Ontario Government Helps Immigrants Settle In Ontario
Este debate contiene 5 respuestas, tiene 1 mensaje y lo actualizó Invitado MQI hace 11 años, 7 meses.
marzo 9, 2005 a las 7:57 pm #205251
a seguir leyendo!! have fun!!
como que no se puede buscar trabajo desde su pais en Canada?
Support resourcesmarzo 9, 2005 a las 8:04 pm #205252
The Hard Facts About Getting A Canadian Job:
Many new immigrants are under the impression that getting a job in Canada is as simple as making an online application to a Canadian employer. The reality is that in order to be eligible to work in Canada, you will need:
to be a permanent resident of Canada; or
to have a valid work permit; or
to be a Canadian citizen.
There are no short-cuts through the system unfortunately, and those who try to work illegally in Canada, eventually get caught and most face deportation as a result.
A Canadian job – How Do I get One?
Although some (very few) people are fortunate enough to have just the right set of skills, experience and/or qualifications to qualify for a validated job offer through Human Resources Development Canada, the vast majority of job-seekers must endure a good measure of difficulty.
Most Canadian companies will require some form of accreditation of your qualifications (to determine how they measure up to Canadian equivalents). In addition, you are usually expected to have some kind of "Canadian experience" in the field you choose to work. What this basically means to you the newcomer, is that like most immigrants who came before you, you may be faced with the situation that you are unable to find a Canadian job in the same field in which you excelled back home. Generally new immigrants interested in continuing with the same line of work they did in their home country, end up either requalifying themselves through a Canadian college or university, or they spend their first year in Canada gaining "Canadian experience" doing volunteer work. In most cases newcomers are forced to settle for a Canadian job with a great reduction in salary compared to what they are accustomed to.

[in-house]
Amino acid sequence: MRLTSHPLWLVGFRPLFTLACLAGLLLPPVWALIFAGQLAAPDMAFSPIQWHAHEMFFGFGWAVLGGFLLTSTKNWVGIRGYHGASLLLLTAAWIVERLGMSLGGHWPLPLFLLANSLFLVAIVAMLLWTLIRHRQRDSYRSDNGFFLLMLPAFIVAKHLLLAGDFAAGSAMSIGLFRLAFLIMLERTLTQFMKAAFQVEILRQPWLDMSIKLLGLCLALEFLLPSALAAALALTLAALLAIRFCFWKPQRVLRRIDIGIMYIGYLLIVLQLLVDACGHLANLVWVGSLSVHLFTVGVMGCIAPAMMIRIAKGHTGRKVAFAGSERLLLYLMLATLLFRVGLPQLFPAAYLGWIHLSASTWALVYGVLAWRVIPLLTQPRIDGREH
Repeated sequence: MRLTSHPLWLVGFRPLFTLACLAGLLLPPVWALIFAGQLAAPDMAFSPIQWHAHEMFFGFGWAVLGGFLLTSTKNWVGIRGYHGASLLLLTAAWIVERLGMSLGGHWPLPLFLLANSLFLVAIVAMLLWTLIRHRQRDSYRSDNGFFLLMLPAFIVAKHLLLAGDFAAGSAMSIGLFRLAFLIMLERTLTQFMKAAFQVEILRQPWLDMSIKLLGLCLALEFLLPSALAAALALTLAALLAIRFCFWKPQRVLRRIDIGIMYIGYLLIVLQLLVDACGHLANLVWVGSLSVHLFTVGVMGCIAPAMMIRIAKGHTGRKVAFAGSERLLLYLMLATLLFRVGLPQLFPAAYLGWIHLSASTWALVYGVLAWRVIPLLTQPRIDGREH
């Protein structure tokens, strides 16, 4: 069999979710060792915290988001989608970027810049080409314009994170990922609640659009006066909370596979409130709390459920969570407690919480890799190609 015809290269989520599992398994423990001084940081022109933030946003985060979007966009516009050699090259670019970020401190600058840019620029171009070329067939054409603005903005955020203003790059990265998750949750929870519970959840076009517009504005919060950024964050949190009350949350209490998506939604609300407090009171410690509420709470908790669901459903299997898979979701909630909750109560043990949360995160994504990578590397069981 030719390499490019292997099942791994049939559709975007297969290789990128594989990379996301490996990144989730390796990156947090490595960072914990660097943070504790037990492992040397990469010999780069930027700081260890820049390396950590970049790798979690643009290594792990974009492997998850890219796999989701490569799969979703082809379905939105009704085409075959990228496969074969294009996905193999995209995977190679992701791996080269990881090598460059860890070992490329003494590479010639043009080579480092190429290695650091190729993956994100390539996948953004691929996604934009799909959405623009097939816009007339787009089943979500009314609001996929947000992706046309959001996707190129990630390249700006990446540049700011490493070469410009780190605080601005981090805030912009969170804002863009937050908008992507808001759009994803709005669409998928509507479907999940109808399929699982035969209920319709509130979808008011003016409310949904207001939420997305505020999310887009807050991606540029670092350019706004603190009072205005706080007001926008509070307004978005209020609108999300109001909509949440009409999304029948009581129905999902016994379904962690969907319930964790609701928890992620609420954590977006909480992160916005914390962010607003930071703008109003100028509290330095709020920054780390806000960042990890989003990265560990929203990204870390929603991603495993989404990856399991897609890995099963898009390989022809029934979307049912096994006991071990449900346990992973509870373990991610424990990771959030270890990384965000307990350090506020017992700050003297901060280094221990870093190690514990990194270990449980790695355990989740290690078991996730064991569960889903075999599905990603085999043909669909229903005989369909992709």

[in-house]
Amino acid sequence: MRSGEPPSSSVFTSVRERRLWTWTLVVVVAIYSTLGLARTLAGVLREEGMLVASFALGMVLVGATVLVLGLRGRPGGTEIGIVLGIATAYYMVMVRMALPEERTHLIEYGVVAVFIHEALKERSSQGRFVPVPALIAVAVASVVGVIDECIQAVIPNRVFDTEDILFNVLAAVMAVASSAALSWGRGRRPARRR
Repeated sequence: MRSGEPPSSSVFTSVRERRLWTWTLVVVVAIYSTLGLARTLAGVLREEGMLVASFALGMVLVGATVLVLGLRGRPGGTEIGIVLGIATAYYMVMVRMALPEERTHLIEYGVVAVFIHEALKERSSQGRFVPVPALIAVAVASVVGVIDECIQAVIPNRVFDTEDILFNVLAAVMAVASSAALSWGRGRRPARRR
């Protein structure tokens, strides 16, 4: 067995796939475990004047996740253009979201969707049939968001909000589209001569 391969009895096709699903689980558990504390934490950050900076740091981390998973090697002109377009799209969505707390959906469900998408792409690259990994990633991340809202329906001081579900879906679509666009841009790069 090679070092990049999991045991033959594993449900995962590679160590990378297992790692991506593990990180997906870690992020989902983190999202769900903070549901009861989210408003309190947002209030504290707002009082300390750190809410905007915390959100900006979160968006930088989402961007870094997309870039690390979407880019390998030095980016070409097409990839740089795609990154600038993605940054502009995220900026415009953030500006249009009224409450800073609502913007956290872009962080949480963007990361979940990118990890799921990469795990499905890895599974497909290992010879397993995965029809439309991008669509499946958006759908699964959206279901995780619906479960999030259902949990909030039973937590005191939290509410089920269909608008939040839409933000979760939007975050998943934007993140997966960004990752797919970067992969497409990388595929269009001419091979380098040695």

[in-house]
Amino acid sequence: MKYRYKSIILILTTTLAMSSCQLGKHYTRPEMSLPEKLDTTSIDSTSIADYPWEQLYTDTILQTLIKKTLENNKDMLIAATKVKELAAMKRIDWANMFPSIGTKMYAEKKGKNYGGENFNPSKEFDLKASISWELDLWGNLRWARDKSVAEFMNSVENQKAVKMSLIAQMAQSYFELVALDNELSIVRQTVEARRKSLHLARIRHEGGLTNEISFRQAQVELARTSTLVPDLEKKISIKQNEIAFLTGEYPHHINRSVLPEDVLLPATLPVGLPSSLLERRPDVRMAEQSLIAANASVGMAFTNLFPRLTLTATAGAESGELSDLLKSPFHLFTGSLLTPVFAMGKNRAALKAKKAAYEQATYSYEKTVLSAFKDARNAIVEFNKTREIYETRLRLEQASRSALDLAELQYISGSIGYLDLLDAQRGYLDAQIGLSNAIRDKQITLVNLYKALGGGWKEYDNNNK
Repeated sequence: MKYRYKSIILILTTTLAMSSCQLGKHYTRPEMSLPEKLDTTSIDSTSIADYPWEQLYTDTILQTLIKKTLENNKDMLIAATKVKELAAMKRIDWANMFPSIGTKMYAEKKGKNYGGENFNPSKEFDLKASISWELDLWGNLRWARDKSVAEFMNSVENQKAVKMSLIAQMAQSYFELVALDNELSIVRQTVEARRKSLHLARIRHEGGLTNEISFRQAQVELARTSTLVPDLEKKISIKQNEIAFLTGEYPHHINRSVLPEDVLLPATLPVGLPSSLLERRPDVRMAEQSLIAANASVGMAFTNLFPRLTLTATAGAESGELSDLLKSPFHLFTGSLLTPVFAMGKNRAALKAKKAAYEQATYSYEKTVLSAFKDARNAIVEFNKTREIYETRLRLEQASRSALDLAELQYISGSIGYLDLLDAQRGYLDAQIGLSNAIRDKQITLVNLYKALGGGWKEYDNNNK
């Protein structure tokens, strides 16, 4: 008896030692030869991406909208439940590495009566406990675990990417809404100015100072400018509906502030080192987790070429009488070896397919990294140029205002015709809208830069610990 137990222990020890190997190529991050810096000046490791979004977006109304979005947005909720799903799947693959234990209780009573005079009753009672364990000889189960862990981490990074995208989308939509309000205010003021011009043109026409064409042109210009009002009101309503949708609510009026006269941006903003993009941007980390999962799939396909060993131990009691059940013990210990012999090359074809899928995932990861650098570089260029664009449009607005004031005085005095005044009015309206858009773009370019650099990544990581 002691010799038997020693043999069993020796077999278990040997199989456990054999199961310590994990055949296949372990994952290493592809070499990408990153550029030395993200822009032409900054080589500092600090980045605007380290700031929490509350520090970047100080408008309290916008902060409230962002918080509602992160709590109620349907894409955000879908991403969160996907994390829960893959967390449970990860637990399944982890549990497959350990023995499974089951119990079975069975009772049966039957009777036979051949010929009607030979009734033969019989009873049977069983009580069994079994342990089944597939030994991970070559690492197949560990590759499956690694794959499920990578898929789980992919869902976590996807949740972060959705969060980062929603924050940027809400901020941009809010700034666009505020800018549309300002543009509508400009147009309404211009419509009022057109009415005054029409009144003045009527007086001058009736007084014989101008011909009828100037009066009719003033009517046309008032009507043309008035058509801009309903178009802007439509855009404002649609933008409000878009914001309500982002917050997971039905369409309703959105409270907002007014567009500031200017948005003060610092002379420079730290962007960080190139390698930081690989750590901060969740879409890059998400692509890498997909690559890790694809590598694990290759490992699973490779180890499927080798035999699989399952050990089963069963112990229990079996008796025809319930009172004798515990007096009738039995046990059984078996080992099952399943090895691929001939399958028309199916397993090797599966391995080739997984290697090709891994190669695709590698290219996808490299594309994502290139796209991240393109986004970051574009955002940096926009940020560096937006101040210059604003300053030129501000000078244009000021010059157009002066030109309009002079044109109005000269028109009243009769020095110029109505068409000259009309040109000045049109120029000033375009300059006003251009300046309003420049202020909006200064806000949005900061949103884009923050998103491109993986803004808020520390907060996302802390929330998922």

We encourage you to find out as much as possible about the specific Canadian field/industry you would be interested in. Many professions in Canada are strictly regulated and are most probably organized very differently to the way things work in your country of origin. We have found that the vast majority of newcomers do not spend much time before immigrating (if at all) finding out what the Canadian job-market in their particular field is like. We have received numerous messages from newcomers complaining about how difficult it is to find a job in Canada and requesting us to help. Unfortunately our ability in this regard is also limited and we expect our clients to conduct thorough research into their specific profession of choice in Canada, well in advance of their arrival.
Conducting thorough research into the Canadian job market in your industry will give you a better idea of what you can expect once you arrive. We recommend that you:
Find out whether the industry you are interested in applying for a job in, is regulated or not.